Recommendation 3.9.A - (G-1, G-2 and ACSIM in support) Develop timely information sharing
capabilities among components including vehicle registration, installation debarment lists
and other access control information.
(Note: This recommendation requires OSD action before the
Army can implement)
Recommendation 3.9.B - (G-1, G-2 and ACSIM in support) Accelerate efforts to automate access
control that will authenticate various identification media (e.g., passports, Common
Access Card, drivers’ licenses, license plates) against authoritative databases.

Recommendation 3.9.C. - (G-2 in support) Obtain sufficient access to appropriate threat databases
and disseminate information to local commanders to enable screening at continental
United States and overseas installation access control points.

Discussion: OPMG is working with the DoD Physical Security Equipment Action Group’s
Defense Installation Access Control Working Group to define a cross-service interoperable
access control enterprise architecture. The goal is to field interoperable installation physical
access control systems that can access the Defense Manpower Data Center’s Defense
Enrollment Eligibility Reporting System to facilitate Common Access Card validation. The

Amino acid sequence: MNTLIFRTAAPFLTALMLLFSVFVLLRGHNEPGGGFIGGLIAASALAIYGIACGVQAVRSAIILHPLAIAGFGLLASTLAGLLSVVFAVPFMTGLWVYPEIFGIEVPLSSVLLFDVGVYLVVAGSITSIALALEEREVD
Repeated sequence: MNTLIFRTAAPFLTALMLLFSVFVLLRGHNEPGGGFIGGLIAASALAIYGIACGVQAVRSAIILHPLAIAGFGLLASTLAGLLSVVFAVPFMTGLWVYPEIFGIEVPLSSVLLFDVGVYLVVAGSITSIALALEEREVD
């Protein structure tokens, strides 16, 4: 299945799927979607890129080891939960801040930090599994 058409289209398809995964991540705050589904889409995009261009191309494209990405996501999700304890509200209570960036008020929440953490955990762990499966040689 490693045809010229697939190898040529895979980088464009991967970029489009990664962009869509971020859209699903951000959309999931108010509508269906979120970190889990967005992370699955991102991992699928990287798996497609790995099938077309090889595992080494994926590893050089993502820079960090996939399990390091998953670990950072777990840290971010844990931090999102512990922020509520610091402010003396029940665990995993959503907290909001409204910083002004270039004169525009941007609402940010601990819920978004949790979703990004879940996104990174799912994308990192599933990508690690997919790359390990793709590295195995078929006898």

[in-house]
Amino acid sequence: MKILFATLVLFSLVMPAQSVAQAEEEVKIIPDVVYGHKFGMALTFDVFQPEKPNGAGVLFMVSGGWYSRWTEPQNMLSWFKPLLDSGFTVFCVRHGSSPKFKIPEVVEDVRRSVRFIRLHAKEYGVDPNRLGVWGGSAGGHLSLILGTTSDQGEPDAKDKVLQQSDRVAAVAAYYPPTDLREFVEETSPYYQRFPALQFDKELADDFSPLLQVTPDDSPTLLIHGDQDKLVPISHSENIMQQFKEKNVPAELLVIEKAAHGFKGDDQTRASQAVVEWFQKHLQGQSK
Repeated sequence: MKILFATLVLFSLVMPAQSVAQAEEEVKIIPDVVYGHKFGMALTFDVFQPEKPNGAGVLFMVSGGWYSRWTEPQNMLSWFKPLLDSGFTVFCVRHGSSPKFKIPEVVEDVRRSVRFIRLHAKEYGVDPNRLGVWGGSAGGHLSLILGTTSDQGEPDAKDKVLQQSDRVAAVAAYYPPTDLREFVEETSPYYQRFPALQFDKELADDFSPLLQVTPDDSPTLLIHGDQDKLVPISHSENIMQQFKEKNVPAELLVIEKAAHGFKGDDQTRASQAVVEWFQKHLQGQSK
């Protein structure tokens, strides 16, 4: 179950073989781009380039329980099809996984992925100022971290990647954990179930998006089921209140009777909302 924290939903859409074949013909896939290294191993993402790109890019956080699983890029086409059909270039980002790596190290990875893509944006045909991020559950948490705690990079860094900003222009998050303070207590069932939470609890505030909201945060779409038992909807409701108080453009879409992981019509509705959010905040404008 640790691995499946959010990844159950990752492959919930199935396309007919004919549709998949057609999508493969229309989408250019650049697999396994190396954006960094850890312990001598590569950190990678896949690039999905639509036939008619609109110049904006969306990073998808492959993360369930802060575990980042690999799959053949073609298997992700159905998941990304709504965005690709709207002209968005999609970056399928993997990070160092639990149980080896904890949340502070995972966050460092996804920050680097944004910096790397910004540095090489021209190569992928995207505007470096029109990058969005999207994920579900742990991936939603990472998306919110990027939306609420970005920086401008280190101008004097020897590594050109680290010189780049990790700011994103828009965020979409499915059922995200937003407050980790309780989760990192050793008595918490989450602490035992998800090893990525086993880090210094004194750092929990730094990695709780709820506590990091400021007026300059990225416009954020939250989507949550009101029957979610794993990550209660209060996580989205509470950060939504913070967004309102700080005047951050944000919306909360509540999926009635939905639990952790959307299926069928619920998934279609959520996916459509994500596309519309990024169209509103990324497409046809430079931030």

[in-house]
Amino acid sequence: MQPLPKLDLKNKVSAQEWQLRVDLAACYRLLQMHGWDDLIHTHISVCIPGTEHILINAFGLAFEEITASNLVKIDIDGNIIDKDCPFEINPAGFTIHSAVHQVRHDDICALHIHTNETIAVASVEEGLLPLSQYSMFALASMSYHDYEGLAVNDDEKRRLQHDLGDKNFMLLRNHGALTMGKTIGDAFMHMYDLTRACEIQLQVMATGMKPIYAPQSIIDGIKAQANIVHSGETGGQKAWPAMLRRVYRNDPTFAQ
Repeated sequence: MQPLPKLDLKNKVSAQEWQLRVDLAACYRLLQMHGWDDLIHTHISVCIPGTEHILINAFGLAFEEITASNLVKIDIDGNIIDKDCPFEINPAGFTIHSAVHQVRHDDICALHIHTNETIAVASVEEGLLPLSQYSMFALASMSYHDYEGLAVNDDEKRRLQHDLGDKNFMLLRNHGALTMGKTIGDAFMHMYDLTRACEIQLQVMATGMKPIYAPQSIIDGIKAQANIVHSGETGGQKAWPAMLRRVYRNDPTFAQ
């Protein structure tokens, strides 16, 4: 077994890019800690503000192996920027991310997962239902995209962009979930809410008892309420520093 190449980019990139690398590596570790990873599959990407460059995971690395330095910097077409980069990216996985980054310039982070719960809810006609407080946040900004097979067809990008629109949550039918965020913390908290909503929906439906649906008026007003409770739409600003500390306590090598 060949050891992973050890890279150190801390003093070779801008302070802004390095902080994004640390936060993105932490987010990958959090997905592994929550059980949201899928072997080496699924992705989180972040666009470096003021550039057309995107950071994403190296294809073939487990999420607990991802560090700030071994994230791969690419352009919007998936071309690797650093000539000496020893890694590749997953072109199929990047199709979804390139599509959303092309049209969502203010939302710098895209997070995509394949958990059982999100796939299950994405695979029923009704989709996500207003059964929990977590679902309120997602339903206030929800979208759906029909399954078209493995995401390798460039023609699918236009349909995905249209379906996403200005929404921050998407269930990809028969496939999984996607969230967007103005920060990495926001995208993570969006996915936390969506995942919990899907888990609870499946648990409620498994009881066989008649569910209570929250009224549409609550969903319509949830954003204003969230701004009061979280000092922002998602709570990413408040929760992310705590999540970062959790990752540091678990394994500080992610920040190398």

Defense Installation Access Control Working Group will be meeting during May-November
2010 to define among the Services the end-state concept for access control enterprise architecture
for joint interoperability. This effort is expected to generate required changes for
DoD Access Control Policy, define requirements to build debarment and local population
databases and identify equipment and technology. The end state will be a recommended
solution (middleware/enterprise/standard interface) for physical access control systems
to use that can share access control information with the other Services.

OPMG is fielding automation to authenticate identification cards against DoD databases,
thus improving security as well as reducing guard requirements. This system is called